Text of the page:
15.1      The patient was a woman of thirty who was chronically depressed.

15.1.1 She was truly in a slough of despond.

15.2      It gradually became evident that she had been overwhelmed by penis envy since childhood.

15.2.1 She had never felt comfortable with her body since the age of twelve.

15.2.2 She explained that she had always felt one of the ugliest things in the world is a toilet with the seat up.

15.3      The patient’s envy of men and her unconscious anger at every man for having the penis she so envied and wished for did not prevent her from having sexual relations with men.

15.3.1 It did, however, make it impossible for her to be happy with a man or to marry one.

15.3.2 Marriage meant to be irrevocably a woman.

15.3.3 To remain unmarried meant, unconsciously, to be a man – a gay blade with a stable of sexual partners to pick from.

15.3.4 To marry meant to be castrated, as numerous dreams and associations made clear.

 

16       Castration depressive affect

16.1      My own clinical experience underlines the importance of castration depressive affect in childhood as a determinant of depressive affect later in life as a feature of a pathological compromise formation.

16.2      All of the childhood calamities play a part in every case, in my experience, and either object loss or loss of love may be principal ideational content.

16.3      In the majority of cases, however, castration seemed to be the most prominent.

 

17       Aggression and depressive affect

17.1      Like anxiety, depressive affect is a component of every psychic conflict.

17.2      Depressive affect is not a result of a particular defense, more specifically, identification.

17.3      It triggers defense.

 

18       Conventional view on depressive affect

18.1      I shall summarize the view of the dynamics and genesis of depressive affect as a part of compromise formation that has been accepted by psychoanalyst prior to the publication of my first papers on the subject (1974, 1975).

18.2      Depressive affect as a conscious feature of a pathological compromise formation has been thought to be a kind of pathological mourning, i.e., to be due invariably to real or fantasied object loss.

18.3      The loss has been assumed to relate to the oral phase of development, either directly, by regression, or by the combination of the two.

18.4      The prevalent view among psychoanalysts has been that the real or fantasied object loss of one’s mother in the earliest months of life is an essential precondition of pathological depressive affect.

18.5      Loss was thought to result in ingestion of the lost object in fantasy, i.e., to result in a fantasy of oral incorporation of the (ambivalently) loved and hated lost object.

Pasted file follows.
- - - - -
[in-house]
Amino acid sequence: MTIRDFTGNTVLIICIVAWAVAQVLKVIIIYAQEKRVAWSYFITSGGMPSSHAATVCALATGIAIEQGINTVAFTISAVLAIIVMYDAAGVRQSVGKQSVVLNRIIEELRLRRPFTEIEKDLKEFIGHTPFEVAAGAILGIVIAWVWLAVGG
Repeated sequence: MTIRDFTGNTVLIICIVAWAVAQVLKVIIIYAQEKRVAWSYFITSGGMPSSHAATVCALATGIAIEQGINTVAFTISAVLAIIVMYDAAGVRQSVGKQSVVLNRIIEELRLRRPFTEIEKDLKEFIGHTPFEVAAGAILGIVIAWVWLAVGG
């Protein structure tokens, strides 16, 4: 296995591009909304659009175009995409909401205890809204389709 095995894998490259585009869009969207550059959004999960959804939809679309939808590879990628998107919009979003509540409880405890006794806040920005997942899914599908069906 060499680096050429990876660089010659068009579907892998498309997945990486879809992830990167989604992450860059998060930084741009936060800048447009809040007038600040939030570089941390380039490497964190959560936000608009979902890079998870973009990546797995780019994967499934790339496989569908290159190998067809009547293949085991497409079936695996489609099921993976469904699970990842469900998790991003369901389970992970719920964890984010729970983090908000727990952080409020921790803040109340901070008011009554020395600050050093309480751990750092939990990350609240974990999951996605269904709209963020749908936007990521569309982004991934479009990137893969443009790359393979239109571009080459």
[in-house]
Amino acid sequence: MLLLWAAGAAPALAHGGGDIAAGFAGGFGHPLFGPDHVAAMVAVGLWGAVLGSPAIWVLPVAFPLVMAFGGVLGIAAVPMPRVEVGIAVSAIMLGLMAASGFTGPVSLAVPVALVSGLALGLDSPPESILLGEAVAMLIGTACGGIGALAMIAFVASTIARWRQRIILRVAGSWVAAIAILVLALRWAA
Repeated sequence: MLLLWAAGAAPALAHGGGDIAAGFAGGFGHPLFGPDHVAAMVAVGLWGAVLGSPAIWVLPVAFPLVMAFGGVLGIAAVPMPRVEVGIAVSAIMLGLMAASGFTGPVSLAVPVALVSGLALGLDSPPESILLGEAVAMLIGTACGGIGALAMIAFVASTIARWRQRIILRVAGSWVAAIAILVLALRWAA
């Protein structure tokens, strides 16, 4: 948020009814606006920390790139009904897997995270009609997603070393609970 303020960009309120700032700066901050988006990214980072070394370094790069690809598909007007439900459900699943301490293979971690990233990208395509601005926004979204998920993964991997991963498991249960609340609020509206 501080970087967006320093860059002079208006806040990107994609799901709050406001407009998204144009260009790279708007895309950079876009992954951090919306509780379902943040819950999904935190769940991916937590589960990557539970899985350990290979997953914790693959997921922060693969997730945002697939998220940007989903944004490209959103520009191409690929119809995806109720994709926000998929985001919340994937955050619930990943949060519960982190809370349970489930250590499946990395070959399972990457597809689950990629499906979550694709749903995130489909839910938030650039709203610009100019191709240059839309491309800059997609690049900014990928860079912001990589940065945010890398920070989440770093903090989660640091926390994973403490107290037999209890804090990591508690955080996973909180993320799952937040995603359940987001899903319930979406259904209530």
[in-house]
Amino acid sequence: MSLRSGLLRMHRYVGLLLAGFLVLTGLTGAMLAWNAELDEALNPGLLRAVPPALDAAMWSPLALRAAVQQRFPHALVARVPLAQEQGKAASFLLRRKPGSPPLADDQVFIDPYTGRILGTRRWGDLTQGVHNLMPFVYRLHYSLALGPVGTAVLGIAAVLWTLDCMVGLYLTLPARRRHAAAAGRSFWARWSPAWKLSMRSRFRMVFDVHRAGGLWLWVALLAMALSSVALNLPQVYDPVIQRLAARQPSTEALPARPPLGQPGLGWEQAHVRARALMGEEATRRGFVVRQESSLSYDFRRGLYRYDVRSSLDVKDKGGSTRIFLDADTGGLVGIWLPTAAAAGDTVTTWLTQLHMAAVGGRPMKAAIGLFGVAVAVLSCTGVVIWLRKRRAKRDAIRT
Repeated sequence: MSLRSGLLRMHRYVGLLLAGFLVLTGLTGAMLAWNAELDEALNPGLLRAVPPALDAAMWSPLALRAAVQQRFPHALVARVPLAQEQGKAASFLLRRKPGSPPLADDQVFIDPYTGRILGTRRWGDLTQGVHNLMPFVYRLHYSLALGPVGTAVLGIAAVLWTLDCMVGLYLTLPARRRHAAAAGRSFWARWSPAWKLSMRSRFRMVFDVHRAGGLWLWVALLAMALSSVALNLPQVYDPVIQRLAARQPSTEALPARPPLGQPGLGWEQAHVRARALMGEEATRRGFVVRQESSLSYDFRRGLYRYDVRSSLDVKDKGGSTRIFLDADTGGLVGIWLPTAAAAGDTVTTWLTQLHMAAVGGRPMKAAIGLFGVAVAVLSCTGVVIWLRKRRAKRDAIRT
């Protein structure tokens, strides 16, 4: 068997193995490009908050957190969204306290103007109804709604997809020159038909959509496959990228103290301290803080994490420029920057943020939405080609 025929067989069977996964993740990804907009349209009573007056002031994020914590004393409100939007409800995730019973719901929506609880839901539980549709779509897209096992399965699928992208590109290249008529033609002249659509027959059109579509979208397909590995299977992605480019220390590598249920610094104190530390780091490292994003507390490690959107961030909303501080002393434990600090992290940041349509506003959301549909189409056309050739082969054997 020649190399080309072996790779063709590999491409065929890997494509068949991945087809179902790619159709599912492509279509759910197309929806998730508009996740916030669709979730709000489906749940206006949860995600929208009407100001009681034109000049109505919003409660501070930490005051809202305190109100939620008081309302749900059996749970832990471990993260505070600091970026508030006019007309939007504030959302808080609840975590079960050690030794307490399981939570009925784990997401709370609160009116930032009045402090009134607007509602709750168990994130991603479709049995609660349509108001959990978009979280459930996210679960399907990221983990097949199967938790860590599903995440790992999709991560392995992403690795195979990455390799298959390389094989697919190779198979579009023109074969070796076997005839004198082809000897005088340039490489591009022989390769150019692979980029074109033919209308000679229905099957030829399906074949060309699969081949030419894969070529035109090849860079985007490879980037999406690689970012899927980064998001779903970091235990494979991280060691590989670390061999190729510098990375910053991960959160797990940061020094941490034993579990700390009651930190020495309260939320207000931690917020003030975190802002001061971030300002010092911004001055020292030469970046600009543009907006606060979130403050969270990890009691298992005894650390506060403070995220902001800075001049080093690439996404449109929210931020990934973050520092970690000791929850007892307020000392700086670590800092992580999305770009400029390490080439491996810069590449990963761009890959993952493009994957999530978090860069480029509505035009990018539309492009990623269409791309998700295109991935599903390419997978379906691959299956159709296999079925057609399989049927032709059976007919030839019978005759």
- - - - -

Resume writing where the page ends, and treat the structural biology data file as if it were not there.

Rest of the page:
18.6      What was originally an ambivalent object tie to the mental representation of an object is replaced by identification with the mental representation of an object.

18.7        As a result, the aggression originally directed to the object became directed against oneself, it was believed, since the object of aggression had become part of oneself via identification.

18.8      The consequence of this was believed to be self-hate, i.e., depressive affect.

18.9      In pathological mourning, as a result of ambivalence and regression, an individual is thought to identify with the lost object, resulting in self-hate and depression.

18.10  Pathological depressive affect was thought to be aggression turned against oneself by identification with an object lost either really or in fantasy.

 

19       Relevance of the differences to clinical analytic practice

19.1      It is as true of depressive affect as it is of anxiety that when it is present as a feature of a pathological compromise formation it is a defensively altered version of the unpleasurable component affect of the conflict of which the pathological compromise formation is a consequence.

19.2      Its genesis and dynamics cannot be known a priori because they are different in all the respects from one patient to the next.

19.3      The ideational content of pathological depressive affect in any given case is but a derivative of the depressive affect of the childhood origin which is a component of the conflict of which pathological depressive affect is one part of the consequence.

19.4      Like pathological anxiety, pathological depressive affect is part of a symptom and as such, it must by analyzed to be understood correctly.

 

20        Relevance of the differences to nosology

20.1      All psychotic patients, like all neurotic ones, suffer from conflicts in which both depressive affect and anxiety play major roles.

20.2      It appears as unlikely that a valid and useful classification of mental illness can be based on the presence (or absence) of depressive affect as a feature of a patient’s symptomatology as that a valid and useful classification can be based on the presence (or absence) of anxiety.